And while this is a beautiful sentiment, I think that it is only a matter of argumentative convenience that we should insist on the efficacy of this hidden code that eventually serves it's wrath on all that oppose it. For while it is well known that each action we take every carries forth it's karma into the future, it is equally well known that the one who issues forth cruelty and violence is not always subject to the consequences of those actions. A government is not necessary for this. All that is needed is a slight imbalance in power relations between groups of people for one person to be able to exercise his will to manipulate others without being accountable for his actions. But even this is an unnecessary argument, because even if we assume that by supreme justice each person is led to this divine mean of balance before death - we must admit that the comfort in this is only based on the assumption that some amount of good repaid in whatever form, can account for and make up for the wrongs and suffering that one has been subjected to. And I don't believe that it ever really can. Nothing can ever undo the damage, or free you from all effects of it. The fact that you are no longer subject to evil does not erase the experience that existed in those moments. And that exists in every passing moment around us. Therefore every good moment is but a consolation for the reality of evil and suffering. (Just to be clear, this can also be reversed. Every moment of suffering is just a counterpoint to those of good experiences, and does not undo them in any sense.)

Therefore we should not place so much focus on the existence of Good and Evil in terms of obligation to our fellow man and even to ourselves, although convincing ethical arguments can be made in this spirit. Neither should we focus on the immutability of a divine law to enforce Good and Evil. Instead the fracture point between Moral Realism and Moral Relativism lies solely on the reality of Good and Evil as existing principles or phenomena of consciousness. But of course in order to argue along these lines it is necessary to attempt to define what we are talking about. For one cannot say that something exists without first describing or demonstrating what is meant to exist. It is always possible to squabble in the details of such definitions, but I think the description I am about to offer is sophisticated enough to withstand most such detours and provide a basic framework for addressing what is meant, when we speak of Good and Evil.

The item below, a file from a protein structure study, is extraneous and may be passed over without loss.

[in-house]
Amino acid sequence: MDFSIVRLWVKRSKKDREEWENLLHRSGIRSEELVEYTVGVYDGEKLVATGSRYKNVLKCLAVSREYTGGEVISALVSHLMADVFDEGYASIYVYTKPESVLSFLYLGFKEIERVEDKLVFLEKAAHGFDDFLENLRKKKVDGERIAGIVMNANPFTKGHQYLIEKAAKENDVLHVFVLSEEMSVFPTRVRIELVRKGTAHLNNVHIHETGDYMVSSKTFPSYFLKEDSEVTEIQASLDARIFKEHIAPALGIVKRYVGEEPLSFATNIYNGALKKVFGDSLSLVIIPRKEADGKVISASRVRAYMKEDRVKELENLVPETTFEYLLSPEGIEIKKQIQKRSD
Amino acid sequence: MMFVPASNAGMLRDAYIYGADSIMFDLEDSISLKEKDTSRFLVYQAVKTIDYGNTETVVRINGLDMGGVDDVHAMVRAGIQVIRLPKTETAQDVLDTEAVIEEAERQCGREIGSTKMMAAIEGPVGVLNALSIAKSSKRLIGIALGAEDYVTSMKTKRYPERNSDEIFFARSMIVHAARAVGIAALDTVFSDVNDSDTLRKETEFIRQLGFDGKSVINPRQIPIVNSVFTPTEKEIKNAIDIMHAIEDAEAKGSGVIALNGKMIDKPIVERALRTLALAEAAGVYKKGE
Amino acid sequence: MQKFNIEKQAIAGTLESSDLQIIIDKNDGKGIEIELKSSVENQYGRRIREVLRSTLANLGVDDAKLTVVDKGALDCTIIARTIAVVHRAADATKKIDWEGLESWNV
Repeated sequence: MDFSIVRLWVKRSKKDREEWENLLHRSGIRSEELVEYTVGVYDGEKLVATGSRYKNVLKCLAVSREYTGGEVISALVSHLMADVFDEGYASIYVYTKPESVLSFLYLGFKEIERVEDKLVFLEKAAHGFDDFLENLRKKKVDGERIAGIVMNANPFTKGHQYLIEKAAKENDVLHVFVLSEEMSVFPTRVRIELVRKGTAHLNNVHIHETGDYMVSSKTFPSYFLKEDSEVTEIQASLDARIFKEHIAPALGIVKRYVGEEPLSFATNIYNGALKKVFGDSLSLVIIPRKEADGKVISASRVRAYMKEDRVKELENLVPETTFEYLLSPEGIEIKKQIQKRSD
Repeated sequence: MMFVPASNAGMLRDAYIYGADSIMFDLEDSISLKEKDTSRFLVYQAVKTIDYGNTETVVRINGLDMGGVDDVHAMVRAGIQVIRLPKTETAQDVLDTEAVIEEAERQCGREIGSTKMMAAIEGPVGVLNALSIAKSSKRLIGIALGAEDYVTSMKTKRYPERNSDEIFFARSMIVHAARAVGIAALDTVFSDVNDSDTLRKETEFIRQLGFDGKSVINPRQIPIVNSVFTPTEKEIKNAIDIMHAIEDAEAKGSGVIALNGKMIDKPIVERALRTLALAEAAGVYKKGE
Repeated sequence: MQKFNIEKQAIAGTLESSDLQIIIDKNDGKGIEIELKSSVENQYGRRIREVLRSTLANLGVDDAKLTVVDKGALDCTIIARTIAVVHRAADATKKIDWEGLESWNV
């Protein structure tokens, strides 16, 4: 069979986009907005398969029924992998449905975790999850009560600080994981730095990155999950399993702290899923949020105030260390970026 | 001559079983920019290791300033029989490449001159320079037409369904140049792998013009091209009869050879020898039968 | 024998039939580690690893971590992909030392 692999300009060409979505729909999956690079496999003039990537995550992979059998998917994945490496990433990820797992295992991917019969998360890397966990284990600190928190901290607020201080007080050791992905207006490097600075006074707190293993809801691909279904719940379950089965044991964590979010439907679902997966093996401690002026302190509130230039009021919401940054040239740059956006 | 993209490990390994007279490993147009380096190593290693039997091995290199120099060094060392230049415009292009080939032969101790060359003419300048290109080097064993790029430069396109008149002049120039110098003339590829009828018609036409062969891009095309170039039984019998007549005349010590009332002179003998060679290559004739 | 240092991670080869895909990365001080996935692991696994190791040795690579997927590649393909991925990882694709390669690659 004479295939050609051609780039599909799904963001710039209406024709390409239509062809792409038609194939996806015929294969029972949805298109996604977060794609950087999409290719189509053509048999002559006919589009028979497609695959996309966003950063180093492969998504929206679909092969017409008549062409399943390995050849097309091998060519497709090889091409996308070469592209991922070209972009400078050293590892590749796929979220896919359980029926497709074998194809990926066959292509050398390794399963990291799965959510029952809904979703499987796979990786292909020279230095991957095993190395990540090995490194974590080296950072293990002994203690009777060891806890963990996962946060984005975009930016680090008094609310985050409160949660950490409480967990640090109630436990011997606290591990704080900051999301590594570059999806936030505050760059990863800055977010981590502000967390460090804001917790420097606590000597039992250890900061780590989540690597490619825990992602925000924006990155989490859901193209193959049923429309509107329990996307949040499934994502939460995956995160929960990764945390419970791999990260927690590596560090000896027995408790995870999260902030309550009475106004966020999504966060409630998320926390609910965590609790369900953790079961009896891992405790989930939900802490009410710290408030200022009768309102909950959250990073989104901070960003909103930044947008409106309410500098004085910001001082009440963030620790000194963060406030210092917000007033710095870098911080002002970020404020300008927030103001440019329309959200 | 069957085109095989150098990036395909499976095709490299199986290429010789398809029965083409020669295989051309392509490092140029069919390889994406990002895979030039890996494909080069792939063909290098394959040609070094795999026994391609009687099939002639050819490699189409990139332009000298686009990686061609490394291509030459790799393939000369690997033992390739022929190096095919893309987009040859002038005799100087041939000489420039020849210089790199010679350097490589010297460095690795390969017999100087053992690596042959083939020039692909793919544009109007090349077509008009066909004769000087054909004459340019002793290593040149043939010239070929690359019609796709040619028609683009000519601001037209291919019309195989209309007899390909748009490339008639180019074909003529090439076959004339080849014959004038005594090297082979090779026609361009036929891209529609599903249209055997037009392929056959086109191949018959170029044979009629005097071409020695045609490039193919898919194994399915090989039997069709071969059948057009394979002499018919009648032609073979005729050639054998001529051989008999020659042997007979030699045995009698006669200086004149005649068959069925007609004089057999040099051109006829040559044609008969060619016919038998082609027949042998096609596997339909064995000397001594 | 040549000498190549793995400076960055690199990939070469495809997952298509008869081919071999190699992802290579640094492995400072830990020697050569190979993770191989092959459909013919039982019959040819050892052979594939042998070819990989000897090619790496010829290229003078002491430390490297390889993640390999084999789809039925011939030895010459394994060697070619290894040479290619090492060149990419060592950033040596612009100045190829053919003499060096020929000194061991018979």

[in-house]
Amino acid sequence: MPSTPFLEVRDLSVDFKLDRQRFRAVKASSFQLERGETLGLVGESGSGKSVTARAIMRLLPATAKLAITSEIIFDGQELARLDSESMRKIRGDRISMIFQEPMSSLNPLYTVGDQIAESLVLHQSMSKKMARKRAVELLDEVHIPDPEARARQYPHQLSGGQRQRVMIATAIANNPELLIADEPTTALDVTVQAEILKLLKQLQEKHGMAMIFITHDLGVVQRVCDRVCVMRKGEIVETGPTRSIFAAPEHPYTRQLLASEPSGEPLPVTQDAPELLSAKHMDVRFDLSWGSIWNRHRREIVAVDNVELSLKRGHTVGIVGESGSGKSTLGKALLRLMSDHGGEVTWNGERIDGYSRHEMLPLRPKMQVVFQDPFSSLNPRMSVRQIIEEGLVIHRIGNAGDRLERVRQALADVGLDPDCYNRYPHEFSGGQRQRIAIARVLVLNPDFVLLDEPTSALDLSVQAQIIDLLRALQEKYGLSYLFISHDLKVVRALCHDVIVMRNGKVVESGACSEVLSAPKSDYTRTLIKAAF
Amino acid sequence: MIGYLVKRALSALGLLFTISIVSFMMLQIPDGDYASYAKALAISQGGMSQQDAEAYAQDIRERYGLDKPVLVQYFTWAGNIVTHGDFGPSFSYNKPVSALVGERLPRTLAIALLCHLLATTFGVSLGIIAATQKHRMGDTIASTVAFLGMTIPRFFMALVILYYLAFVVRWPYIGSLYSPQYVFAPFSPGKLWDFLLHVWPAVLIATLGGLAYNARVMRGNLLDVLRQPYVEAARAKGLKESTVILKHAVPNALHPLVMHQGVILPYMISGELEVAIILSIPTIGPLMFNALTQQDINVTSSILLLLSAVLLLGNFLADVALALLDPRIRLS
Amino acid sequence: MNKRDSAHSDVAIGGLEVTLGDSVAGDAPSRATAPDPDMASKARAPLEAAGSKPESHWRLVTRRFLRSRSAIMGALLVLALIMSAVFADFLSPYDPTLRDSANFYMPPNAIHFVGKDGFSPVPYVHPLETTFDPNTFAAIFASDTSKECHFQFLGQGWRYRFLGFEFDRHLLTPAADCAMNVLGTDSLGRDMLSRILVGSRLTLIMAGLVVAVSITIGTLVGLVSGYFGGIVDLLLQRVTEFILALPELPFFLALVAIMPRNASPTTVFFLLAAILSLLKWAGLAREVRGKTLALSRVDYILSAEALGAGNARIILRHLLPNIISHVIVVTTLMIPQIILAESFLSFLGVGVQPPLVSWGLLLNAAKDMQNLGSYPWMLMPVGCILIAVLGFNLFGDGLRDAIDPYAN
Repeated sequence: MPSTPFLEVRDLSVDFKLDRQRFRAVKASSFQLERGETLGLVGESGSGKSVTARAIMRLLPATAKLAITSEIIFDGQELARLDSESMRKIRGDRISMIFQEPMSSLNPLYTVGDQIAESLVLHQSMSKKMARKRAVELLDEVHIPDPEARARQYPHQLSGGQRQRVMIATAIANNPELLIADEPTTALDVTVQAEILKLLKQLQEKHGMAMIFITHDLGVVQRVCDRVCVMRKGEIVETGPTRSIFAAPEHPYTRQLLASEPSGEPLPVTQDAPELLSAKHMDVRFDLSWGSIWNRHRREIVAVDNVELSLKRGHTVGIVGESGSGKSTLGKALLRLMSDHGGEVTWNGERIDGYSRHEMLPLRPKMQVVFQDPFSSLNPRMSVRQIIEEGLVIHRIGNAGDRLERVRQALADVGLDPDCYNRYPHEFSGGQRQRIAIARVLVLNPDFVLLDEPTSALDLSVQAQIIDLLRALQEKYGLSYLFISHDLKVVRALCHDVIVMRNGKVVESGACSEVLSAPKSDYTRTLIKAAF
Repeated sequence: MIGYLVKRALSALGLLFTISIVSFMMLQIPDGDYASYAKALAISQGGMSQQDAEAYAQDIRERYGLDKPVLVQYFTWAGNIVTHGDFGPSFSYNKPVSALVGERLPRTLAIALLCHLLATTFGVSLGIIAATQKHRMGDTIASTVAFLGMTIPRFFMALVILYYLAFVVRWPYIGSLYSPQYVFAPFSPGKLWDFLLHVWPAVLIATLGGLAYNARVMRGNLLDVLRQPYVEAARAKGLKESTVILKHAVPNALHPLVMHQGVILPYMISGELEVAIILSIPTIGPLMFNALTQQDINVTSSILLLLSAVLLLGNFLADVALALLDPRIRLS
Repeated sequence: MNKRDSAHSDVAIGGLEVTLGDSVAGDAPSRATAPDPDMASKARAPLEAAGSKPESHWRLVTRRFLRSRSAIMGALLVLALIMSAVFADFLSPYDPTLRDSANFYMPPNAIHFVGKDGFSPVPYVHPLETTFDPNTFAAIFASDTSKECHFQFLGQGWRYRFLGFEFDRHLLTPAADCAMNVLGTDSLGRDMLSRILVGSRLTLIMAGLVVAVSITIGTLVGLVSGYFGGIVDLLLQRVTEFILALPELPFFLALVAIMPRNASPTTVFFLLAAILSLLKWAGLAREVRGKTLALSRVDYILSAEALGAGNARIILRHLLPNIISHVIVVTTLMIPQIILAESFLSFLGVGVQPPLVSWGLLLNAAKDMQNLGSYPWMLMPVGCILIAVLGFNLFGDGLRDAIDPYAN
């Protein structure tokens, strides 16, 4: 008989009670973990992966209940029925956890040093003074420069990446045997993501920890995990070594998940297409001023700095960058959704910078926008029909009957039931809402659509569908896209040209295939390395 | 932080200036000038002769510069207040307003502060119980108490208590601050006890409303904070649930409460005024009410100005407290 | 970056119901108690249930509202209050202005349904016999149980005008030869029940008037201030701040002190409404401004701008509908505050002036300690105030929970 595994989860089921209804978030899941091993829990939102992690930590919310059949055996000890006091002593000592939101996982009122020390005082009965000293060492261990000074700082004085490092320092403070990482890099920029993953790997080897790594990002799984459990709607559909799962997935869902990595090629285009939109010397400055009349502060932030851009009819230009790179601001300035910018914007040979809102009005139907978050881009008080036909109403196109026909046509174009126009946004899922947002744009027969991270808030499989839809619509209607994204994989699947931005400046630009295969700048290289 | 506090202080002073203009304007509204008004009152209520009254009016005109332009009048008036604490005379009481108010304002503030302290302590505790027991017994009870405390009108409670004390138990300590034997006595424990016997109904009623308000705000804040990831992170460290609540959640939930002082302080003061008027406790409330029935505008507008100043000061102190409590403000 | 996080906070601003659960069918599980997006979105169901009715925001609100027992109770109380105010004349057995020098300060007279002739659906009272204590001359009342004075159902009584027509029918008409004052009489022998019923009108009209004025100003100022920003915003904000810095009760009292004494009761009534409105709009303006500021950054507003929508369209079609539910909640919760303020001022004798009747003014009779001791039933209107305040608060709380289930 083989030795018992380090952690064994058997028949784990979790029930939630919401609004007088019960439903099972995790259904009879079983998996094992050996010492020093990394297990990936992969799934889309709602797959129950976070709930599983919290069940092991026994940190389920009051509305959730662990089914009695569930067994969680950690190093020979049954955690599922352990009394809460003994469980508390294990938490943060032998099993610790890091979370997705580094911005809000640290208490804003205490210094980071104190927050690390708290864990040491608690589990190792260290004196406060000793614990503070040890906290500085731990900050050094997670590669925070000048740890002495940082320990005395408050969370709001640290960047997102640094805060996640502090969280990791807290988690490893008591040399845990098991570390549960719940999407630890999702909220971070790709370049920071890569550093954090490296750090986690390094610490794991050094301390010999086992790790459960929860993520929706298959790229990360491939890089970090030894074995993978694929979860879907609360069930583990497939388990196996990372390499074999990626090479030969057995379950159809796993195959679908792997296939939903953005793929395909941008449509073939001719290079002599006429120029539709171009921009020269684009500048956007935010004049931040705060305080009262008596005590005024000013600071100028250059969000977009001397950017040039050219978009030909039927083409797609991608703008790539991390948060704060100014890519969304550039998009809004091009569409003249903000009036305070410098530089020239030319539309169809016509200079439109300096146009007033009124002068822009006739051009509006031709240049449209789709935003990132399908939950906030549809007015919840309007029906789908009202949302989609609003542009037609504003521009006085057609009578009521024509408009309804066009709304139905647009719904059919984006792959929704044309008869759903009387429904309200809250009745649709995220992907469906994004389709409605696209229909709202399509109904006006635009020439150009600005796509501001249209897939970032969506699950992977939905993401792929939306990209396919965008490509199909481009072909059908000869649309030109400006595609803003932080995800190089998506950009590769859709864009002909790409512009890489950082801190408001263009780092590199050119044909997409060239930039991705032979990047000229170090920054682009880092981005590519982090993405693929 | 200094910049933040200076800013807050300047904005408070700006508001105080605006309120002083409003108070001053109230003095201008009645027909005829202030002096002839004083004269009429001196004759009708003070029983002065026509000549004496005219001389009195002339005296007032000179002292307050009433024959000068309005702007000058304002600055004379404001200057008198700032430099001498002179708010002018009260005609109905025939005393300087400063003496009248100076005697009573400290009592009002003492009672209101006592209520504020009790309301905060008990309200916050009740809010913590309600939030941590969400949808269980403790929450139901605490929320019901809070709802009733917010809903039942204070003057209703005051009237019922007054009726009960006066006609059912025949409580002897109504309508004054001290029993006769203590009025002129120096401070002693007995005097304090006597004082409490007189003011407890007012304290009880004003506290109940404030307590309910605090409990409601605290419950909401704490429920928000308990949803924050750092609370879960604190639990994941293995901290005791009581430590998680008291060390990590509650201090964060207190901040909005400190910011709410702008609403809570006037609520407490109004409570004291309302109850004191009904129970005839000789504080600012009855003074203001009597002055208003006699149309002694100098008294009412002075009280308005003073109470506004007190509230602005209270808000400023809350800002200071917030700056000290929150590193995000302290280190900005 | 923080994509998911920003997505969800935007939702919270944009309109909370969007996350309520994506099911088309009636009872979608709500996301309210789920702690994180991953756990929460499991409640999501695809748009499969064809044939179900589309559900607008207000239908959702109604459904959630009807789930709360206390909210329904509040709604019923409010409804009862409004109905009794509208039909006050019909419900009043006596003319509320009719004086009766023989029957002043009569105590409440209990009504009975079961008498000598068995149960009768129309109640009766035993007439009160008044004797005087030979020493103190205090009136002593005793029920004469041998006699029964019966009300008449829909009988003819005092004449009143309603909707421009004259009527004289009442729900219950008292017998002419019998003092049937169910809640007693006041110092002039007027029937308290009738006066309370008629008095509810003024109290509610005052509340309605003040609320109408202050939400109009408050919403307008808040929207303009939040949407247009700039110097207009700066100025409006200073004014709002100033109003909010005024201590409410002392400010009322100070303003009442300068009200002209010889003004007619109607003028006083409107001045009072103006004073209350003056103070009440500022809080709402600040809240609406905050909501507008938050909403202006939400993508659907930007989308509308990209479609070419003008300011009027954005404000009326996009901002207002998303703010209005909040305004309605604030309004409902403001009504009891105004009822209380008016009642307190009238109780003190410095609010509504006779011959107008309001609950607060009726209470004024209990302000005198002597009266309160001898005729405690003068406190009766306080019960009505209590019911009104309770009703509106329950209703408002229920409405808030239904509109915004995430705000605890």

What I consider to be the four pillars of Evil are Torture, Imprisonment, Enslavement, and Rape. We can add other words to this definition, such as ignorance, falsehood, deprivation or greed. But it should be acknowledged that any of these others are on some level contained within the four. These four are not actually separate things, but different aspects of that which is truly one and the same. It can be called suffering - or more coldly non-consensuality.

We can contrast these against the four orbs of Good, which are Freedom, Bliss, Peace, and Truth - with a tentative fifth, which is Love, which is not directly reducible to the other four, but also does not fully exist without them. Then there are many smaller ornaments as well such as creativity, which deserves mention but is on a more subtle level part of Freedom, Bliss, and Truth. These might at first seem to be different, but again they point in the same direction, which is hard to name, but for now we can say that they point towards liberation.

I will attempt to further flesh out and expand any of these words upon request (capital words), but for now I trust the reader to sufficiently understand what is being pointed at by each concept and the distinction between these two categories.

Now let us attempt to test this definition with a stress case. Let us say that a man submits himself to be Tortured intentionally. We can say either that to some degree he enjoys it, or that he does not at all enjoy it but has soberly decided to exercise his Freedom in order to experience it anyways and learn about the depths of suffering. The conflict is that by my definition, Torture is an evil, yet Freedom is a good, and both are present in this scenario. I would say to this that the man who exercises his freedom to experience something has done it by choice and therefore is not Imprisoned by the action. But, the reply comes, we are not discussing the applicability of Imprisonment to this situation, but Torture, and therefore you have avoided the question. But this is where the singleness of Torture/Imprisonment/Enslavement/Rape/Suffering/Non-Consensuality really shows its face - because if one contemplates this further he will realize that Torture is not possible without Imprisonment. Because the very nature of Torture is such that it is not Torture unless the victim wants to escape from it, or in the contrapositive, that he doesn't want it to continue. I have previously posted a succinct thought experiment on this forum, one that is very similar to the one raised in the first quote I started us off with, that demonstrates the universal nature of this reality. I would like to repeat it to you now, in its fuller context.